By Dan K. THOMASSON
Tribune News Service
If the world wasn’t certain about Donald Trump before, it should be now. He is basically a history-ignorant isolationist whose America First blabber is unsustainable, if not ruinous, in a global economy. Think the 1930s.
The proof, of course, is his withdrawal from the Paris Agreement on climate change, which came against the advice of most of the country’s industrial base, business leaders, members of his family, and our allies overseas on grounds that the 195-nation agreement unfairly puts too much of the burden on the United States. For instance, it would reduce the number of coal mining jobs by 86 percent, he said in justifying his brash action.
Wonderful. This is the guy who called climate change a hoax during his campaign and promised to rectify that with just what he did, turning the clock back to the excesses that got us where we are now – ice caps melting, oceans rising and all the other obvious and scary things that leave no doubt about what is happening, no matter what a handful of nitwit ultra-conservatives dispute.
And by the way, coal jobs are never going to rebound to the days of rampant black lung, devastated landscapes and mining tragedies caused by refusal of the barons of the industry to follow safety procedures. The future is not fossil, it is renewable – fueled by wind and other refinements where jobs are beginning to flower. Tesla already is valued higher than General Motors.
Everyone should know by now that the real reason for Trump’s actions were to save face for not accomplishing all those things like health care and tax reform and a top-heavy military budget he promised would happen quickly to make us great again.
Dispelled the other day was also any doubt about his narcissism.
Before his appearance in the Rose Garden, his toady, Vice President Mike Pence, took the podium to tell those gathered and the millions watching television around the globe just all the incredible things Trump did on his European trip and how much the great man had accomplished in the brief time he has been in the White House. This despite Trump failing to do anything meaningful or positive, including organizing his own administration. If he wants to solve job problems, start in the White House, which looks like an outpost in a wasteland, and move on to other still-barren portions of his kingdom.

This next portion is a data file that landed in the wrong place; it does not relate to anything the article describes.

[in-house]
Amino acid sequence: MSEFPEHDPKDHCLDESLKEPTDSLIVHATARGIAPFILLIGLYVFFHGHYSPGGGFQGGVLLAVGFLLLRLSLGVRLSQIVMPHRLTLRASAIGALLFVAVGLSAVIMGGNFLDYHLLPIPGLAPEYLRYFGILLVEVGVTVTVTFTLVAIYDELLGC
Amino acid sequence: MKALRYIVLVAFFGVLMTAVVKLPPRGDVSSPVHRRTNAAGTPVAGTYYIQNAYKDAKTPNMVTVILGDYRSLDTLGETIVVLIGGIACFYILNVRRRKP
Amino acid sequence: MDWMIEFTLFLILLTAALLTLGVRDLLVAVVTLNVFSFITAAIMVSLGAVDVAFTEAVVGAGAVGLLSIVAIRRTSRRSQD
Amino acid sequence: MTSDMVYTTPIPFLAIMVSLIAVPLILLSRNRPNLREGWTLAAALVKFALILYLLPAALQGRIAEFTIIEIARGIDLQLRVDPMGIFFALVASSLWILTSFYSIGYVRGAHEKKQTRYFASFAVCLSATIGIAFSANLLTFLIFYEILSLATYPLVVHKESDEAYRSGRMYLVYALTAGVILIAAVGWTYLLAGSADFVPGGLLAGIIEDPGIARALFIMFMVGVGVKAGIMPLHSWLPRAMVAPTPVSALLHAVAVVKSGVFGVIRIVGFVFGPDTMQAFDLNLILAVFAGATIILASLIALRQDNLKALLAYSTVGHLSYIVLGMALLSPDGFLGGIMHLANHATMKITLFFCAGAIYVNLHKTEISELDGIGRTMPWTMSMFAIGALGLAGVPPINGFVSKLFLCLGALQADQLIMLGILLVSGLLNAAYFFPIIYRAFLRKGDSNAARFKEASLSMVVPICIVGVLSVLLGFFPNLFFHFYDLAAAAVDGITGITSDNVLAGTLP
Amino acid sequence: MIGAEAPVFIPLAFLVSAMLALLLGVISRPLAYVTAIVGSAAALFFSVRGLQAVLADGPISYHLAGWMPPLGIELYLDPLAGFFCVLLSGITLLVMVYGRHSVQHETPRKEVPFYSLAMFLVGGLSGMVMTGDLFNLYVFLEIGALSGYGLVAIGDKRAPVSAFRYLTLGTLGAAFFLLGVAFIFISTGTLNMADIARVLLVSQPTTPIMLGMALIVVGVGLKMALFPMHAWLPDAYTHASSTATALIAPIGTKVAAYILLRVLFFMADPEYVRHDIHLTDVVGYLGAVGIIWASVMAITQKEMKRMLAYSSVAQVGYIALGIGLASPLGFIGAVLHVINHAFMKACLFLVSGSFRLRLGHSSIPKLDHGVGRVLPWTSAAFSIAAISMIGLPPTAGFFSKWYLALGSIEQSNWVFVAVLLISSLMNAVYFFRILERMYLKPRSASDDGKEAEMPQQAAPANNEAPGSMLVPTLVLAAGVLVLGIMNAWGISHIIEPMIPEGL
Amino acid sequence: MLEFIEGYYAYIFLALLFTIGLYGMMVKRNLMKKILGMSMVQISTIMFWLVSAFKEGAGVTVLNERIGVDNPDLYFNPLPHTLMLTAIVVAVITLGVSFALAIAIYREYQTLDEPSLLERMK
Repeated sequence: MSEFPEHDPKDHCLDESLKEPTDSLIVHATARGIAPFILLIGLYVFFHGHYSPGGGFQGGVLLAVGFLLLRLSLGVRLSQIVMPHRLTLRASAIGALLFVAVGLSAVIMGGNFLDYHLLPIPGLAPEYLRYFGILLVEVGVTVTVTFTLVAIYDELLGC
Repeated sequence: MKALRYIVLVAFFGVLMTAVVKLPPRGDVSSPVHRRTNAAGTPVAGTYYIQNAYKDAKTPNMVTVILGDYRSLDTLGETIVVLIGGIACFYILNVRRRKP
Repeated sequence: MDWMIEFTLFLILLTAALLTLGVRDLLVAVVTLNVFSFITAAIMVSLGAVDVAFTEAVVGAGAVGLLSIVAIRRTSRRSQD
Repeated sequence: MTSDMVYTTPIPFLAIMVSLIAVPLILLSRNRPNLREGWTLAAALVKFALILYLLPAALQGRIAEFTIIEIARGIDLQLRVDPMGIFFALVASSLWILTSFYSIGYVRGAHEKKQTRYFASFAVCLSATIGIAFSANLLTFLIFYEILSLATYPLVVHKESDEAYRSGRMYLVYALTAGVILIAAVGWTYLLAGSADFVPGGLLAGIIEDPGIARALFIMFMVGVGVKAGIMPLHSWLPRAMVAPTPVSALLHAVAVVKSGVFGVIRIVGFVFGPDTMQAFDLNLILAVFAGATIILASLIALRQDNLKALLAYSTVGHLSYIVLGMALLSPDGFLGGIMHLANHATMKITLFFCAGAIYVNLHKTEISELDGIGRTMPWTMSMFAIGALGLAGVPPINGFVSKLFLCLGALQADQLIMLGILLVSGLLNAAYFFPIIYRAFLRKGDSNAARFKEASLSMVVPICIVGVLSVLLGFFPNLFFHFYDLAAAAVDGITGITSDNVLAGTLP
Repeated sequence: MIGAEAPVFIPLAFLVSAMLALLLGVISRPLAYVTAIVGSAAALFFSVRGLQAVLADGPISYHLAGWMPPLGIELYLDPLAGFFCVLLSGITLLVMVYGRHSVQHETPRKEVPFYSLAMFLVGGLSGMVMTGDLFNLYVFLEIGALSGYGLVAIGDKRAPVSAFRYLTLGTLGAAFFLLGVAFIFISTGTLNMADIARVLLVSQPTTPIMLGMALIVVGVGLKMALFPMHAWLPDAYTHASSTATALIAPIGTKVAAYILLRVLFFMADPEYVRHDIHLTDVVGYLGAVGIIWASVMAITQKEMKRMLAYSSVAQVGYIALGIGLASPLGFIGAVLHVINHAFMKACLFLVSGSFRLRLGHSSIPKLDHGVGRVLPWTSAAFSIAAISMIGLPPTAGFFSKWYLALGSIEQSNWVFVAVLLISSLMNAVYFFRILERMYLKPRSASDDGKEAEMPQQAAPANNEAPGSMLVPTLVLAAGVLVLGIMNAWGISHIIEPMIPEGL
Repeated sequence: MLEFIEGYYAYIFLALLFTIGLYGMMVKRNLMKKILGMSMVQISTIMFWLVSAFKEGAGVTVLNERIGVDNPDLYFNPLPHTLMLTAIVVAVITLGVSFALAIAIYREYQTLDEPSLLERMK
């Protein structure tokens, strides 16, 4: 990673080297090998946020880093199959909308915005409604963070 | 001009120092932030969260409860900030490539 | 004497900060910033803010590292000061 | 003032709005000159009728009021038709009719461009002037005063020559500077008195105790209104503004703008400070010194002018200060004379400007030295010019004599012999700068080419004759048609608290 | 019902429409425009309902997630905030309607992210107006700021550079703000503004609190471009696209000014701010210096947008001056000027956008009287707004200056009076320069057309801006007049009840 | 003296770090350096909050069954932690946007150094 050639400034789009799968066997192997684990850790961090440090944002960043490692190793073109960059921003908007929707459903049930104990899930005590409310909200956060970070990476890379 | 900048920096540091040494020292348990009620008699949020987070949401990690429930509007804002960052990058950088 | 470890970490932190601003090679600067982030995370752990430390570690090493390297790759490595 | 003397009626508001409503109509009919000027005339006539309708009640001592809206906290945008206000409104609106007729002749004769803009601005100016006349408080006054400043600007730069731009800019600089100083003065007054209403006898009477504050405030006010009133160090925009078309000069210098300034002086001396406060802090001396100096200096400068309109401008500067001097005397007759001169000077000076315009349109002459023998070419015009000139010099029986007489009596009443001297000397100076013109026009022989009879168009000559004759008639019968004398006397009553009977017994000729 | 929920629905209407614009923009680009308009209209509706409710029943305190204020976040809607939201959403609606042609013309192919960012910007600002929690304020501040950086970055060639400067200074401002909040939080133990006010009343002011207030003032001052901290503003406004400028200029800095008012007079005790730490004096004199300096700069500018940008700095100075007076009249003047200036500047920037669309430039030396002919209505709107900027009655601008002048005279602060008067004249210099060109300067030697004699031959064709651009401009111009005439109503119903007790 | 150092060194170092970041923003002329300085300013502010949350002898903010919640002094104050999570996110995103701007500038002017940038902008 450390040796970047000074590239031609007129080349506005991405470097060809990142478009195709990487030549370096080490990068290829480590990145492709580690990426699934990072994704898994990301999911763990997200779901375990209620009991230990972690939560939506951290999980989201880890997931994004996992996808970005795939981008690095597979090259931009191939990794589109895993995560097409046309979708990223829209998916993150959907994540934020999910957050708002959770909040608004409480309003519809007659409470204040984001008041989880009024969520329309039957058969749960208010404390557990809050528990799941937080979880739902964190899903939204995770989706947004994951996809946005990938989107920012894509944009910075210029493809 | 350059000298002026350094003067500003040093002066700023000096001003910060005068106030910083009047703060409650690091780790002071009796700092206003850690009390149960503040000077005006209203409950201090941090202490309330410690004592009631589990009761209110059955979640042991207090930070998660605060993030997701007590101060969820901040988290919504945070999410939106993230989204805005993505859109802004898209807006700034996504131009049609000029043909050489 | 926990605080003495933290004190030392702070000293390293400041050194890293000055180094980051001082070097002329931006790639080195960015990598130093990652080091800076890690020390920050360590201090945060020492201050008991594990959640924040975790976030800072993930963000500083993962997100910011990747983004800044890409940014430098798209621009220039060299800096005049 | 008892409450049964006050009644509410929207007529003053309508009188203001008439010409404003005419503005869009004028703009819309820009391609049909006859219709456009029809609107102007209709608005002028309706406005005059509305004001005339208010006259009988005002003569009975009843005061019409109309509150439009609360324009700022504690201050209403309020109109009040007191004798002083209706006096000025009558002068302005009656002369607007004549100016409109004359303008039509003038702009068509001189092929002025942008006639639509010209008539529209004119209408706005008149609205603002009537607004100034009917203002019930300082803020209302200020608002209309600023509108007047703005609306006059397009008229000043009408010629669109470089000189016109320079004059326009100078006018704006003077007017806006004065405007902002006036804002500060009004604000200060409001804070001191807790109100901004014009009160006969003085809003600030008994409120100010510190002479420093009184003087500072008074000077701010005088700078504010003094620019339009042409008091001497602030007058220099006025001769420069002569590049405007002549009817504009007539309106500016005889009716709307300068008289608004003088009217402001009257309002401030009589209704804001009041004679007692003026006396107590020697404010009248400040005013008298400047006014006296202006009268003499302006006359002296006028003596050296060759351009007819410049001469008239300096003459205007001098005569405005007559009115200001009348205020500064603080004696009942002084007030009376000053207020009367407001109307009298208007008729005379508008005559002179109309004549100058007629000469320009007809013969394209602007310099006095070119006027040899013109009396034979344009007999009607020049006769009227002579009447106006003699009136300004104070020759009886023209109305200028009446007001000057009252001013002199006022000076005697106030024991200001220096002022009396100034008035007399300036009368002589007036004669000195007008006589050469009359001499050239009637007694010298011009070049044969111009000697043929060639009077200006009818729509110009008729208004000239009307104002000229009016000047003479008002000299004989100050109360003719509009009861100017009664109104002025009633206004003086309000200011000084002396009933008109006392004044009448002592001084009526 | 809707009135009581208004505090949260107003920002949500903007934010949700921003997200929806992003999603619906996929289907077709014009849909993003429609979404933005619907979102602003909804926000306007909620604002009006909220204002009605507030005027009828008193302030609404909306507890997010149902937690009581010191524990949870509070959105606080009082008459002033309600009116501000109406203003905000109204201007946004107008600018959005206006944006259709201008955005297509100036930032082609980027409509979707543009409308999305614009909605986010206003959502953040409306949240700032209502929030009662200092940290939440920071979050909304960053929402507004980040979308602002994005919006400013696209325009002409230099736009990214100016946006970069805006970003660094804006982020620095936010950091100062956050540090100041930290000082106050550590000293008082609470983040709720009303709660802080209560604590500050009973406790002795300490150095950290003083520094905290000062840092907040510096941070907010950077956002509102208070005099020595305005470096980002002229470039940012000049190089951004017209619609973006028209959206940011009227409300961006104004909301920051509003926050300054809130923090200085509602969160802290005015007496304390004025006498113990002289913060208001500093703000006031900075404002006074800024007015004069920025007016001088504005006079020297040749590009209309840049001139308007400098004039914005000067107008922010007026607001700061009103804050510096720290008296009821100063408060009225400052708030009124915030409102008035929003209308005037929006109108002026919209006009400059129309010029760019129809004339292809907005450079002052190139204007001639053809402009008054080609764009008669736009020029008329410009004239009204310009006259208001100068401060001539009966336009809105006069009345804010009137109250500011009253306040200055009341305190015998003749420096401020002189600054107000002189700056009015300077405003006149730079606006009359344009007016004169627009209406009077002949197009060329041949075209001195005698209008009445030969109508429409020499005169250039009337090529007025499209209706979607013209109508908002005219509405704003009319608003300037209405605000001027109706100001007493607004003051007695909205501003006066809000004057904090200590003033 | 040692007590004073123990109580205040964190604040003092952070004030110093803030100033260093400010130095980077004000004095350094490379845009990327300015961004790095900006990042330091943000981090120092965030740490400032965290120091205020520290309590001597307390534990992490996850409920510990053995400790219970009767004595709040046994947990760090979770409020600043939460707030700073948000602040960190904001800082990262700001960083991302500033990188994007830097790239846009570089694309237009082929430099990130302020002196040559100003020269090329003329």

As for his overseas achievements, they include puncturing relations with our traditional allies, threatening the stability of the North Atlantic Treaty Organization and any number of other foreign policy gaffes. So what if Germany’s Angela Merkel doesn’t look like Melania Trump. She has more on her mind than fashion.
Still, out to the podium strode the Orange Messiah, grinning benevolently at the assembled, and making his expected announcement in stunted vocabulary that reminds one of sixth-grade graduation remarks, peppered with “great” and “wonderful” and “very, very.” You know – all those startling things just short of “swell” to come in his glorious crusade to bring the country back to planet leadership.
You may have failed to notice that sitting in the front row was the emissary from prehistoric times, chief strategist Stephen Bannon, his vein-marked countenance aglow in the rapture of the moment. But why shouldn’t he be enthralled? He’s a major designer of this map to disaster and, some contend, the real president when it comes to policy.
If you don’t like his cartography, he has other jobs.
He is the head chef of official garbage. The man who at the stroke of every midnight flits through the mansion, turning back the clocks so everyone awakes every morning to Groundhog Day. Bannon seems rarely to come out except at night. Does that give you any ideas about his origins?
At the end, Trump stood regally at the podium while his new EPA director, a staunch opponent of the accords, praised his decision. All this sycophantic blather, however, failed to divert attention from the Russian scandal, as the White House had obviously hoped. New questions continued to arise almost hourly.
The United States won’t officially be out of the accords until 2020. Hopefully, Trump will exit at the same time. Meanwhile, some of this nation’s strongest businesses are putting together a consortium to make up the U.S. share of accord expenses. All is not lost – yet.
Dan Thomasson is an op-ed columnist for Tribune News Service and a former vice president of Scripps Howard Newspapers.